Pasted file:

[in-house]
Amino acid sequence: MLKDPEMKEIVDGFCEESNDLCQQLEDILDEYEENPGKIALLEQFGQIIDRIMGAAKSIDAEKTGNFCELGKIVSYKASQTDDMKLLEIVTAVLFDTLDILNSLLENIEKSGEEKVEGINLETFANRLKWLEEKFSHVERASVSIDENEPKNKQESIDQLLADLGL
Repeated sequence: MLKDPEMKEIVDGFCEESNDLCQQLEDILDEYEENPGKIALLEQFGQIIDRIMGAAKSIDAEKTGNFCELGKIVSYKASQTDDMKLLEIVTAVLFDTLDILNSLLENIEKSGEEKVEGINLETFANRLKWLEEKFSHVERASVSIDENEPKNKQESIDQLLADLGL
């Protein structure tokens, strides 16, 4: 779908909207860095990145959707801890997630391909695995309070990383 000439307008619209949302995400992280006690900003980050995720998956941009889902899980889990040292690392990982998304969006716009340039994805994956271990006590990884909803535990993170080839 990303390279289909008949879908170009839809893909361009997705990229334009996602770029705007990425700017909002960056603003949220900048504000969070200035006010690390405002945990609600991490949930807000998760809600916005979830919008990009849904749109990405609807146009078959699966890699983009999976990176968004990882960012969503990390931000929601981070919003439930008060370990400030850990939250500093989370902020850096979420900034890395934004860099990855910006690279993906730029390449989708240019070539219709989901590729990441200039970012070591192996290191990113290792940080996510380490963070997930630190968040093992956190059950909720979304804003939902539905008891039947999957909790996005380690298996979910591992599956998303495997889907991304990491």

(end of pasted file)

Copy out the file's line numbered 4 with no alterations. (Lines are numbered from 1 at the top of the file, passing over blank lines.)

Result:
């Protein structure tokens, strides 16, 4: 779908909207860095990145959707801890997630391909695995309070990383 000439307008619209949302995400992280006690900003980050995720998956941009889902899980889990040292690392990982998304969006716009340039994805994956271990006590990884909803535990993170080839 990303390279289909008949879908170009839809893909361009997705990229334009996602770029705007990425700017909002960056603003949220900048504000969070200035006010690390405002945990609600991490949930807000998760809600916005979830919008990009849904749109990405609807146009078959699966890699983009999976990176968004990882960012969503990390931000929601981070919003439930008060370990400030850990939250500093989370902020850096979420900034890395934004860099990855910006690279993906730029390449989708240019070539219709989901590729990441200039970012070591192996290191990113290792940080996510380490963070997930630190968040093992956190059950909720979304804003939902539905008891039947999957909790996005380690298996979910591992599956998303495997889907991304990491």